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Molds photographed using a microscope.
Are your indoor mold levels higher than those outside?
Mold, Mould and Moulde: enough is enough
About mold articles: more than you want to know.
I've been working in mold for a while now and I just have to say this. Everyone who went to high school knows the structure of an essay: introductory paragraph, body, conclusion. And there are other elements that are important, such as sentence variety, sentence structure, and main idea. However, my main idea isn't paragraphing; I'm just moved to write on bad blogging techniques that I see in the "mold" topic area.

How many times, when talking about mold control, do you need to say mold spores come from the outside, but once a colony is established in your house, it is hard to eliminate; you hire a professional, then it takes significant effort to eliminate the mold; that mold is related to water leaks and if you eliminate the water leak, you eliminate the re-occurrence of the problem? What is the point in restating this, paragraph after paragraph, simply varying sentence order? First of all, I wonder why these bad bloggers repeat the same information, paragraph to paragraph. If this is a SEO strategy to fool search engines, it just perplexes me. Don't these bloggers know there's a difference between random traffic and effective traffic? No one reads past the first line of gibberish, much less to the end of this endlessly pointless kind of document. So what is the point?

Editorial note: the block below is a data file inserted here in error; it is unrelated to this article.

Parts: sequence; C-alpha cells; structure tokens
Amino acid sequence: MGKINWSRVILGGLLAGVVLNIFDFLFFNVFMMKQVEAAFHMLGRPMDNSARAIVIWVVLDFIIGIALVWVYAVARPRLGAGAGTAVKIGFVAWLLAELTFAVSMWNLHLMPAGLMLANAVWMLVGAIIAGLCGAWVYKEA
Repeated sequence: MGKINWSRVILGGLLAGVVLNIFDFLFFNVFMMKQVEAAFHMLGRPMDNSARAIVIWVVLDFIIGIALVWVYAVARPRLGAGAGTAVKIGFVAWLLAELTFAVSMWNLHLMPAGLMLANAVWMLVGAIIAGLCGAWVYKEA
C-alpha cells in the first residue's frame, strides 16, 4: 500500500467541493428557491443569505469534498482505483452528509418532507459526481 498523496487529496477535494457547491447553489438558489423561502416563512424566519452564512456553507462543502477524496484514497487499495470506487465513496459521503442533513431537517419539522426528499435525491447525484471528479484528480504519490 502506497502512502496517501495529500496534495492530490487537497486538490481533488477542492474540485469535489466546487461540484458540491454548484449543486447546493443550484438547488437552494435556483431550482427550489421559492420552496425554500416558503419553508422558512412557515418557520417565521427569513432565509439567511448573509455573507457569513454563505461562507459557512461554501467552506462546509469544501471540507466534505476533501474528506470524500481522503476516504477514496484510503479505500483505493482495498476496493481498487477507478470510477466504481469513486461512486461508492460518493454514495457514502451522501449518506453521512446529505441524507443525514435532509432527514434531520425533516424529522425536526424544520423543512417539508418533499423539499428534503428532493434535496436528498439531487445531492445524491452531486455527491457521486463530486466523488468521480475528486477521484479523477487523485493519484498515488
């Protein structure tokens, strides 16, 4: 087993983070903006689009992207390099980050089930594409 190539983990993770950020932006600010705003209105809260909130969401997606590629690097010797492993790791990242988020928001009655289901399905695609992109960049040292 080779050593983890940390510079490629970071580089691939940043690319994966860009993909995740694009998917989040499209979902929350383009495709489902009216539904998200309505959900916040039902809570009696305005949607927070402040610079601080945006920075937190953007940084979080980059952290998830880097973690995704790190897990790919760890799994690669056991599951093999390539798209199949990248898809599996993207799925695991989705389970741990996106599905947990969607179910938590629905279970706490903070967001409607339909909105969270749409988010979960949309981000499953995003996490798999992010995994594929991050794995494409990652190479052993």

Of course the mold cycle isn't always the focus. Sometimes it is a (repetitive) line by line compendium of definitions of exotic names like Aspergillus, Cephhalosporium, Cladosporium, Cryptococcus, Fusarium, Rhodotorula and Trichoderma. All of this is well and good if you're sitting there with your mold taxonomy catalogue and you're categorizing what you're infested with. But really, do I want to build my own little mold garden, get on a name to name basis with my little mold friends, learn the origin of their names and the mold peerage, and visit their birthday parties? No! I'm going to leave it to the experts to find, and identify the annoying * critters, and take their word for it when they tell me who to use to eliminate it.

Why can't these bloggers use spell-check? If you're writing something that is set in the U.S., that discusses an American mold removal specialist, you spell mold M-O-L-D. You do not spell it MOULD, MOLDE or MOULDE or any other weird variation.

And you mold specialists out there--don't hire non-native speakers! What possible good can it do your website if you've hired bloggers who can't match subject and verb in tense and number? And what about the pronoun problems or being unable to get a sentence in a proper order? You might as well use some babble generator for all the sense you get out of those posts. Remember if your bloggers sound like idiots, you sound like an idiot.

When it comes down to it, what I know is this: If you have mold, there's no better company out there to give you an honest, thorough mold assessment than ByebyeMold. George Hatcher has a stack of certifications taller than I am and he really knows his molds, from Aspergillus to Yeast. Email him at George@ByeByeMold.com to get him to do a mold assessment, or if you have any questions you want me to write about.

* critters- Ok, I know mold taxonomically are not animals, they're Zygomycota, Deuteromycota and Ascomycota. But isn't it more fun to read about critters?
Written By:  staff  
Date Posted:  2007-10-14  
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